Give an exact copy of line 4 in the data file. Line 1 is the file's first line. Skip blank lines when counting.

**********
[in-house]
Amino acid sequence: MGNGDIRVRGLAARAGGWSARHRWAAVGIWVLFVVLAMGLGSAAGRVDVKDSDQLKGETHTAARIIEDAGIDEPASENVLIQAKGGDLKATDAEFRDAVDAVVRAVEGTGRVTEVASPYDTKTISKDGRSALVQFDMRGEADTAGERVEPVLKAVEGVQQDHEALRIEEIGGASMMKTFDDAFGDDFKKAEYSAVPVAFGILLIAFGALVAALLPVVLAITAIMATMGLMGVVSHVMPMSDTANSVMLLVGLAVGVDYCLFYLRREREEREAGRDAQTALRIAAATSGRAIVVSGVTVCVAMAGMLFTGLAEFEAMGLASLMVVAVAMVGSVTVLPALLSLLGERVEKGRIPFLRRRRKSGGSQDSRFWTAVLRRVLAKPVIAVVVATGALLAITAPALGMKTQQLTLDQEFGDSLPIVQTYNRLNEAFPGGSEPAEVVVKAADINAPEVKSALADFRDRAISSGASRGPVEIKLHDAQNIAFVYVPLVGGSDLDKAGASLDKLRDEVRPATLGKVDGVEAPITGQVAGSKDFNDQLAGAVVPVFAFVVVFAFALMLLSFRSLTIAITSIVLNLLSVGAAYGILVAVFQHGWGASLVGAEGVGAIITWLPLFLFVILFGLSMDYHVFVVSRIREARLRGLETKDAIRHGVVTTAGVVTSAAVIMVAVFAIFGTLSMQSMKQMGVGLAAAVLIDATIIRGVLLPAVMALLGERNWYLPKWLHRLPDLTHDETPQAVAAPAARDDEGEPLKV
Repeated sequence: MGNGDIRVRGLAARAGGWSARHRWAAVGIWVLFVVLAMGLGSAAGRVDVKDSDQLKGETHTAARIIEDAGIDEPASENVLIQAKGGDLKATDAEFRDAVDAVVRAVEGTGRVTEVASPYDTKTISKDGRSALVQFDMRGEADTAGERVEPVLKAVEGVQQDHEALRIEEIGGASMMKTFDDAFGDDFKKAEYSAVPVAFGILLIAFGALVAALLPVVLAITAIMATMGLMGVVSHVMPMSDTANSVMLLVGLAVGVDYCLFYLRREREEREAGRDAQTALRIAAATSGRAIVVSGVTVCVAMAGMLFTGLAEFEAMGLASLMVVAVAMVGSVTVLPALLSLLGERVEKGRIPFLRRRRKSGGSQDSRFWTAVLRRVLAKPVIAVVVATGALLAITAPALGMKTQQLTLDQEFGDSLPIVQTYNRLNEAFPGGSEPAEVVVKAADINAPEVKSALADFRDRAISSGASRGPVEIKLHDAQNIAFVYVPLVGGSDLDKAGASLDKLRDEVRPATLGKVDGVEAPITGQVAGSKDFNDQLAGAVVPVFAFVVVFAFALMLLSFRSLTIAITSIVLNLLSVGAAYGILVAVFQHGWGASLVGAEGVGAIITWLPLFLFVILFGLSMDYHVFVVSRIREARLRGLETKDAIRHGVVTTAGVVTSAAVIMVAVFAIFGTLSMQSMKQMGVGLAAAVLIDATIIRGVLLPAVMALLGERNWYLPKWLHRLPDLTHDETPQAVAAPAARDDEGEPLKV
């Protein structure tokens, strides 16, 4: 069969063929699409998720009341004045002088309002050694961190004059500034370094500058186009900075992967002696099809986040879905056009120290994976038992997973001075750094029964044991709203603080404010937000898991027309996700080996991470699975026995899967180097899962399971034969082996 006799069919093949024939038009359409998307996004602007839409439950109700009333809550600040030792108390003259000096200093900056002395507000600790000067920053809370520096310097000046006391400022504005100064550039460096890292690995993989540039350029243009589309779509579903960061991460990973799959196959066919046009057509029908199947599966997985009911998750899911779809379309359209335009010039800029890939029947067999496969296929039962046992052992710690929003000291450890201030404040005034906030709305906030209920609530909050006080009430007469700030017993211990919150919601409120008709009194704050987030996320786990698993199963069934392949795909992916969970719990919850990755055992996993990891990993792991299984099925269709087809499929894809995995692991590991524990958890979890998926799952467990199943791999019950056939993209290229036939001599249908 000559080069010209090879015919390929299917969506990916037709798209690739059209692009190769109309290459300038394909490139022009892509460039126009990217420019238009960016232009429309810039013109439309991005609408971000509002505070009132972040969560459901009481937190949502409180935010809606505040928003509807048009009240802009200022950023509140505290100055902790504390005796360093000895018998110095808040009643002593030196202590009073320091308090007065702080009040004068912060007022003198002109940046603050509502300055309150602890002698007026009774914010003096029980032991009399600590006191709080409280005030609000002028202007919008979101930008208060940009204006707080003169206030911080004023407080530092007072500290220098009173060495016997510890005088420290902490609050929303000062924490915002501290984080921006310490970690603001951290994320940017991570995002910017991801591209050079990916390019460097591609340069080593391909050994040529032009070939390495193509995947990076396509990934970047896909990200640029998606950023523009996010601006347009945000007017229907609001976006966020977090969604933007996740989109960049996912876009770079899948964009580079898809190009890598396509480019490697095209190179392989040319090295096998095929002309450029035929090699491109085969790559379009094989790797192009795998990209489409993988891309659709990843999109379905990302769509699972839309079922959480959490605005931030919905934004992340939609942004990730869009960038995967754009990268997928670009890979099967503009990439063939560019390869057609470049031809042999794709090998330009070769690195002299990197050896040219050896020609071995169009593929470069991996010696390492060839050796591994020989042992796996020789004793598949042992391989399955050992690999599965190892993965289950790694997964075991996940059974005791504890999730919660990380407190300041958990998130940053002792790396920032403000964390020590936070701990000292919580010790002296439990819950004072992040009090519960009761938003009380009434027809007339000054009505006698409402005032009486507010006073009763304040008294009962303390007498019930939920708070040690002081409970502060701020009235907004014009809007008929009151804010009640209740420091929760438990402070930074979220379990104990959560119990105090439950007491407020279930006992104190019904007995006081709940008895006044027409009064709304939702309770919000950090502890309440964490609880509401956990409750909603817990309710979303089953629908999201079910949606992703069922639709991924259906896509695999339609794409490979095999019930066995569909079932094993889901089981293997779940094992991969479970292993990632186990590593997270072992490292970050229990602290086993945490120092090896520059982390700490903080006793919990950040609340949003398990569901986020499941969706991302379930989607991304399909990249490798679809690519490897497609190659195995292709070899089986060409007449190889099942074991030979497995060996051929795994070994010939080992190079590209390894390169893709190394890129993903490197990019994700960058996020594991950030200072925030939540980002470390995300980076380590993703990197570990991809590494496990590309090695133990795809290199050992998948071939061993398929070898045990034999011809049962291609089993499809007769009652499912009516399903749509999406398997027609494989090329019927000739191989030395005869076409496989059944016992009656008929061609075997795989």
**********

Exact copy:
């Protein structure tokens, strides 16, 4: 069969063929699409998720009341004045002088309002050694961190004059500034370094500058186009900075992967002696099809986040879905056009120290994976038992997973001075750094029964044991709203603080404010937000898991027309996700080996991470699975026995899967180097899962399971034969082996 006799069919093949024939038009359409998307996004602007839409439950109700009333809550600040030792108390003259000096200093900056002395507000600790000067920053809370520096310097000046006391400022504005100064550039460096890292690995993989540039350029243009589309779509579903960061991460990973799959196959066919046009057509029908199947599966997985009911998750899911779809379309359209335009010039800029890939029947067999496969296929039962046992052992710690929003000291450890201030404040005034906030709305906030209920609530909050006080009430007469700030017993211990919150919601409120008709009194704050987030996320786990698993199963069934392949795909992916969970719990919850990755055992996993990891990993792991299984099925269709087809499929894809995995692991590991524990958890979890998926799952467990199943791999019950056939993209290229036939001599249908 000559080069010209090879015919390929299917969506990916037709798209690739059209692009190769109309290459300038394909490139022009892509460039126009990217420019238009960016232009429309810039013109439309991005609408971000509002505070009132972040969560459901009481937190949502409180935010809606505040928003509807048009009240802009200022950023509140505290100055902790504390005796360093000895018998110095808040009643002593030196202590009073320091308090007065702080009040004068912060007022003198002109940046603050509502300055309150602890002698007026009774914010003096029980032991009399600590006191709080409280005030609000002028202007919008979101930008208060940009204006707080003169206030911080004023407080530092007072500290220098009173060495016997510890005088420290902490609050929303000062924490915002501290984080921006310490970690603001951290994320940017991570995002910017991801591209050079990916390019460097591609340069080593391909050994040529032009070939390495193509995947990076396509990934970047896909990200640029998606950023523009996010601006347009945000007017229907609001976006966020977090969604933007996740989109960049996912876009770079899948964009580079898809190009890598396509480019490697095209190179392989040319090295096998095929002309450029035929090699491109085969790559379009094989790797192009795998990209489409993988891309659709990843999109379905990302769509699972839309079922959480959490605005931030919905934004992340939609942004990730869009960038995967754009990268997928670009890979099967503009990439063939560019390869057609470049031809042999794709090998330009070769690195002299990197050896040219050896020609071995169009593929470069991996010696390492060839050796591994020989042992796996020789004793598949042992391989399955050992690999599965190892993965289950790694997964075991996940059974005791504890999730919660990380407190300041958990998130940053002792790396920032403000964390020590936070701990000292919580010790002296439990819950004072992040009090519960009761938003009380009434027809007339000054009505006698409402005032009486507010006073009763304040008294009962303390007498019930939920708070040690002081409970502060701020009235907004014009809007008929009151804010009640209740420091929760438990402070930074979220379990104990959560119990105090439950007491407020279930006992104190019904007995006081709940008895006044027409009064709304939702309770919000950090502890309440964490609880509401956990409750909603817990309710979303089953629908999201079910949606992703069922639709991924259906896509695999339609794409490979095999019930066995569909079932094993889901089981293997779940094992991969479970292993990632186990590593997270072992490292970050229990602290086993945490120092090896520059982390700490903080006793919990950040609340949003398990569901986020499941969706991302379930989607991304399909990249490798679809690519490897497609190659195995292709070899089986060409007449190889099942074991030979497995060996051929795994070994010939080992190079590209390894390169893709190394890129993903490197990019994700960058996020594991950030200072925030939540980002470390995300980076380590993703990197570990991809590494496990590309090695133990795809290199050992998948071939061993398929070898045990034999011809049962291609089993499809007769009652499912009516399903749509999406398997027609494989090329019927000739191989030395005869076409496989059944016992009656008929061609075997795989």